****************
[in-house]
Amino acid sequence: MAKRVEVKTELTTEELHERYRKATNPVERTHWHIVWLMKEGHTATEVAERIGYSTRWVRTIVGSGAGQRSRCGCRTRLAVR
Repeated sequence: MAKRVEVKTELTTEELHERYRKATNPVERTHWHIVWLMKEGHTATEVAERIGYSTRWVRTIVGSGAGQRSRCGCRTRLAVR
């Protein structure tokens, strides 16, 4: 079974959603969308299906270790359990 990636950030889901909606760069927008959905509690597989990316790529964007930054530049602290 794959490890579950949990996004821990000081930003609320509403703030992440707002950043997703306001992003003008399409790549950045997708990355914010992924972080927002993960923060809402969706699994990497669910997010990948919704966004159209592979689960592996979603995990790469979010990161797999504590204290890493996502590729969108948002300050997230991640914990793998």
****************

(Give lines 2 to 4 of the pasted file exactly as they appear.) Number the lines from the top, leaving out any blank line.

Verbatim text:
Amino acid sequence: MAKRVEVKTELTTEELHERYRKATNPVERTHWHIVWLMKEGHTATEVAERIGYSTRWVRTIVGSGAGQRSRCGCRTRLAVR
Repeated sequence: MAKRVEVKTELTTEELHERYRKATNPVERTHWHIVWLMKEGHTATEVAERIGYSTRWVRTIVGSGAGQRSRCGCRTRLAVR
């Protein structure tokens, strides 16, 4: 079974959603969308299906270790359990 990636950030889901909606760069927008959905509690597989990316790529964007930054530049602290 794959490890579950949990996004821990000081930003609320509403703030992440707002950043997703306001992003003008399409790549950045997708990355914010992924972080927002993960923060809402969706699994990497669910997010990948919704966004159209592979689960592996979603995990790469979010990161797999504590204290890493996502590729969108948002300050997230991640914990793998």